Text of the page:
Howdy, Stranger!

If you're just starting out in the world of photography and want to learn how to get the most out of your camera, then this forum is your new secret hangout spot!

Take better photos today with my Nikon D3200 Cheat SheetsCheck 'em out!

Nikon D3200 50mm 1:1.8D

edited November 2015 Posted in » Nikon D3200 Forum
This is the particular lens I have. What's the difference between this one and the "G"?
If I were to buy the cheat sheet for the one similar to the one I have being the "G" will it still help me with shooting?

Comments

  • edited November 2015
    The difference here is simply in whether the lens has an internal focusing motor and an aperture ring. The current 50mm f/1.8G has no aperture ring (that's what the "G" means), and is an AIS lens, whose internal motor allows it to auto focus with the D3200. The D, as you probably already know, meters but auto focuses only with cameras that have their own focus motors, and has an aperture ring that must be locked to f/16 to use. Once on, it's optically similar, and all rules or suggestions for one will apply to the other, except, of course, for anything regarding auto focus.
  • edited November 2015
    Oh ok, makes sense! I was wondering why it was so much harder to focus! Thank you! I'm so new to the verbiage and knowledge pertaining to Photography.
  • Hey @jessweisenberger - @bruto hit the nail on the head. The 50mm f/1.8D can't autofocus with the D3200, the 50mm f/1.8G can. The cheat cards will work with the 50mm f/1.8D, but you'll need to disregard the steps that involve autofocus. All the best!
  • edited November 2015
    I ended up buying the "G". I absolutely love it and the quality of the pictures are just perfect. That is after using my cheat sheets of course! Thank you guys so much for the help!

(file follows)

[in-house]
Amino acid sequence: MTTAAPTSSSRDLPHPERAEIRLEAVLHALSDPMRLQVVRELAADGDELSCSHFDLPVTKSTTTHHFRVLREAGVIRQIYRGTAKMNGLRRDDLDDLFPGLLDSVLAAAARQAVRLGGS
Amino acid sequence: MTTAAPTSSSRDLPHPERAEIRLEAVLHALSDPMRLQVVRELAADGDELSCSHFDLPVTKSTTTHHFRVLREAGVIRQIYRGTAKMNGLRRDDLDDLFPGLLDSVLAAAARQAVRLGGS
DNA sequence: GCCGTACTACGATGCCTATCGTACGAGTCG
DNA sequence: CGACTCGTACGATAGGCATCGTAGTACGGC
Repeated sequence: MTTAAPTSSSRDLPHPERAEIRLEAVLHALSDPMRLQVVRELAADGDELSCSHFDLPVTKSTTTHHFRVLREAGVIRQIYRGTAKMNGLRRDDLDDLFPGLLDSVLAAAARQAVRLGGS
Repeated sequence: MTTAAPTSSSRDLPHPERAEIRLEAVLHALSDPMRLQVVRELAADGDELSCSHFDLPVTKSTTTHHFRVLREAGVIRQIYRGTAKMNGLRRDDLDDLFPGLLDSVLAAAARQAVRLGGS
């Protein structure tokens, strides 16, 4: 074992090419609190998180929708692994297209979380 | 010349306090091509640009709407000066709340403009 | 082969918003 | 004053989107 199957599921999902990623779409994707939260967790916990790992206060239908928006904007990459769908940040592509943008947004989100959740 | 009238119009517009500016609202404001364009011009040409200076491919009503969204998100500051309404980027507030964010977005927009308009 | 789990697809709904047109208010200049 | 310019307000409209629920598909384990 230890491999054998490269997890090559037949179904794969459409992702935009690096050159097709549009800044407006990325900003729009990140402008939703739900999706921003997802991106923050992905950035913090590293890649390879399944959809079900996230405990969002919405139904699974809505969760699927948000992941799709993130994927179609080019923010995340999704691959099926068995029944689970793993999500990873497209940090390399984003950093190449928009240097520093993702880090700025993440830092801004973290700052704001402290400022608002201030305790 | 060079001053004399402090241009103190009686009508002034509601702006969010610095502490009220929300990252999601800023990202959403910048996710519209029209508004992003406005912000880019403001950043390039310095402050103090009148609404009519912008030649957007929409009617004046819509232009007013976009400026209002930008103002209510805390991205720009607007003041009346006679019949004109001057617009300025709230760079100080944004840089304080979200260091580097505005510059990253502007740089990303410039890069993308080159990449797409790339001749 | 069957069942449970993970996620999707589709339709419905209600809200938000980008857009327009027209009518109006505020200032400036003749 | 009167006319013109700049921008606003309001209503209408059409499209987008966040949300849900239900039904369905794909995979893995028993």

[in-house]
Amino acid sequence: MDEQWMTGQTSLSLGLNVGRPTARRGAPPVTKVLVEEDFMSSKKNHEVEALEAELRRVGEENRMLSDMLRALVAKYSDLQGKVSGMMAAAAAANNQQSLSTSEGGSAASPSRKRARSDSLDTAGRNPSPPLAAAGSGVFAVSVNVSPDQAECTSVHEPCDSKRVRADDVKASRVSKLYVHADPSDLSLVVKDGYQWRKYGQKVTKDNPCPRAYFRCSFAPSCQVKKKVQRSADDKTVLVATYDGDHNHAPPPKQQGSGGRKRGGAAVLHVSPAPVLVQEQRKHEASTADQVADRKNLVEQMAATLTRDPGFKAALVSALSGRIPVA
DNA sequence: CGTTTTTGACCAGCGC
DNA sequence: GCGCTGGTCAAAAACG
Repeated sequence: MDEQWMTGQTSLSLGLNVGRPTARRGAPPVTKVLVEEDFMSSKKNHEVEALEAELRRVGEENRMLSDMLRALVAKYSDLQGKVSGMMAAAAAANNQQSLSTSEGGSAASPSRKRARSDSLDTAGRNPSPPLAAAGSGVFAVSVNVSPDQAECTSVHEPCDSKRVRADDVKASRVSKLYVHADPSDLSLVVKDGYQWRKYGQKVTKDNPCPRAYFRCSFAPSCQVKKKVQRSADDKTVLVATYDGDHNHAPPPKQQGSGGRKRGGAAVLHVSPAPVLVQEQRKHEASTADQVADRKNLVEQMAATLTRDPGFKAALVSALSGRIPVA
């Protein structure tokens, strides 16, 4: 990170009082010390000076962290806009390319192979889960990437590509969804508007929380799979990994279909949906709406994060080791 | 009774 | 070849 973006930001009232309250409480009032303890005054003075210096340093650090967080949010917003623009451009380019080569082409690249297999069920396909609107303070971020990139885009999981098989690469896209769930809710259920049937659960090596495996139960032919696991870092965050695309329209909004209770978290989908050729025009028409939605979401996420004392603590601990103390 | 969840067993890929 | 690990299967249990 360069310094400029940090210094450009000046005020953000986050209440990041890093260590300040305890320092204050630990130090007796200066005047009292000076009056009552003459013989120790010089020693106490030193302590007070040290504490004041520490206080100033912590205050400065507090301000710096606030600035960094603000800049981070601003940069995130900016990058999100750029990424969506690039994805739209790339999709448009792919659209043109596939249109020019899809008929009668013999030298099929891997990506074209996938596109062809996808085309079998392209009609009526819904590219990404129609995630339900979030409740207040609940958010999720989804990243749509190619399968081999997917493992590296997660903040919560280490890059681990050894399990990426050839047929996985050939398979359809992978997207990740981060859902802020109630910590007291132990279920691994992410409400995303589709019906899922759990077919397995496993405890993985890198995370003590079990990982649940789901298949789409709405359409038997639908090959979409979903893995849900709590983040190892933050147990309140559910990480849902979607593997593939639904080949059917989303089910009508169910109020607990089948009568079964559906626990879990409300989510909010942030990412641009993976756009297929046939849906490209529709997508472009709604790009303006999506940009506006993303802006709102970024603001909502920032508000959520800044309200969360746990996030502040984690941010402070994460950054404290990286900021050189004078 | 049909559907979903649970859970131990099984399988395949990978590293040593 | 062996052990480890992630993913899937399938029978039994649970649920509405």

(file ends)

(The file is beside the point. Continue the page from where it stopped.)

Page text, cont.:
• edited January 2016
    Ok, so I'm having trouble with the focus. It seems to have my object blurry more than not. What am I doing wrong?


  • First make sure the lens is really auto focusing. Check the switch on the lens and the connection to the camera. Aim it at something close, focus, and then aim it at the sky. You should see or hear it change.

    Make sure you have not accidentally moved the focus point. Center it with the [OK] button.

    Also if you are using Auto Area focus, the camera's decision may not be yours. Try changing to another mode. Single Servo single area for still objects, especially if you need to focus and recompose. Auto servo and Dynamic Area work pretty well for general use.
  • edited September 2016
    This was very helpful! I like this lens a lot. I had a question about focusing too.

    I mostly take pictures of my dogs when they are semi-still to still. How do I get the focus so it isn't just focused on the eyes and blurring the snout out and vice versa? The shots are great, but the effect gets repetitive. Do I just use auto servo and dynamic area focus?

    I'd like their entire faces to be in focus, ideally. Is that a job for another lens?

    Thank you! @bruto @moose
  • edited September 2016
    This sounds like a depth of field issue. The 50mm f/1.8 lens offers very shallow depth of field when it's wide open, which can be nice for portraits, but when you need more depth of field, close down the aperture. People sometimes forget that just because a fast lens can shoot shallow, this does not mean it must. Exactly how much you need to do this will depend also on your distance from the subject, so try it at different apertures. For starters, if you're filling a frame with a dog's face, I'd try something around f/5.6 or even f/8, but there's no harm in trying everything once. You're probably still best off focusing primarily on the closest eye, as this is going to be the first point a viewer will look at, and it's best when this is needle sharp, but when depth of field is increased, it will cover the snout and ears.

  • Your advice worked perfectly. Thank you!
Sign In or Register to comment.